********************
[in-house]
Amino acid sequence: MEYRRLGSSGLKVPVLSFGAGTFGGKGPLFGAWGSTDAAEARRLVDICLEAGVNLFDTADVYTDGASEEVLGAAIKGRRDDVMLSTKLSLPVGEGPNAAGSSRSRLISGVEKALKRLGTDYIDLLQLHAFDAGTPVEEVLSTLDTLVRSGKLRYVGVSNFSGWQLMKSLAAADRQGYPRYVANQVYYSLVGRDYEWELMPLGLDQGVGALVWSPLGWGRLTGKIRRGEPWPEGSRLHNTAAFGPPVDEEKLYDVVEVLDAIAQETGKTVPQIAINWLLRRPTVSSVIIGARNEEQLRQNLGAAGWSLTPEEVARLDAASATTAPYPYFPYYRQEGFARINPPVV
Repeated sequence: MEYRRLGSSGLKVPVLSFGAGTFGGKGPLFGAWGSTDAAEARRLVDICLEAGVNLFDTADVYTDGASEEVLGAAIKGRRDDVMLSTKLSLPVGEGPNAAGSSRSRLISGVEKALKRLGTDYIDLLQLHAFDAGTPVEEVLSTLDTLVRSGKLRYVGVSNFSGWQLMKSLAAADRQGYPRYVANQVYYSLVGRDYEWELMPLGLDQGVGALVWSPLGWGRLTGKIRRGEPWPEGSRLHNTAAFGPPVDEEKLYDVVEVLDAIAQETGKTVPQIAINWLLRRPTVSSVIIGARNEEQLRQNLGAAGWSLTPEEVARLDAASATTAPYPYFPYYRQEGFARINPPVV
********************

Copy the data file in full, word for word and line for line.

[in-house]
Amino acid sequence: MEYRRLGSSGLKVPVLSFGAGTFGGKGPLFGAWGSTDAAEARRLVDICLEAGVNLFDTADVYTDGASEEVLGAAIKGRRDDVMLSTKLSLPVGEGPNAAGSSRSRLISGVEKALKRLGTDYIDLLQLHAFDAGTPVEEVLSTLDTLVRSGKLRYVGVSNFSGWQLMKSLAAADRQGYPRYVANQVYYSLVGRDYEWELMPLGLDQGVGALVWSPLGWGRLTGKIRRGEPWPEGSRLHNTAAFGPPVDEEKLYDVVEVLDAIAQETGKTVPQIAINWLLRRPTVSSVIIGARNEEQLRQNLGAAGWSLTPEEVARLDAASATTAPYPYFPYYRQEGFARINPPVV
Repeated sequence: MEYRRLGSSGLKVPVLSFGAGTFGGKGPLFGAWGSTDAAEARRLVDICLEAGVNLFDTADVYTDGASEEVLGAAIKGRRDDVMLSTKLSLPVGEGPNAAGSSRSRLISGVEKALKRLGTDYIDLLQLHAFDAGTPVEEVLSTLDTLVRSGKLRYVGVSNFSGWQLMKSLAAADRQGYPRYVANQVYYSLVGRDYEWELMPLGLDQGVGALVWSPLGWGRLTGKIRRGEPWPEGSRLHNTAAFGPPVDEEKLYDVVEVLDAIAQETGKTVPQIAINWLLRRPTVSSVIIGARNEEQLRQNLGAAGWSLTPEEVARLDAASATTAPYPYFPYYRQEGFARINPPVV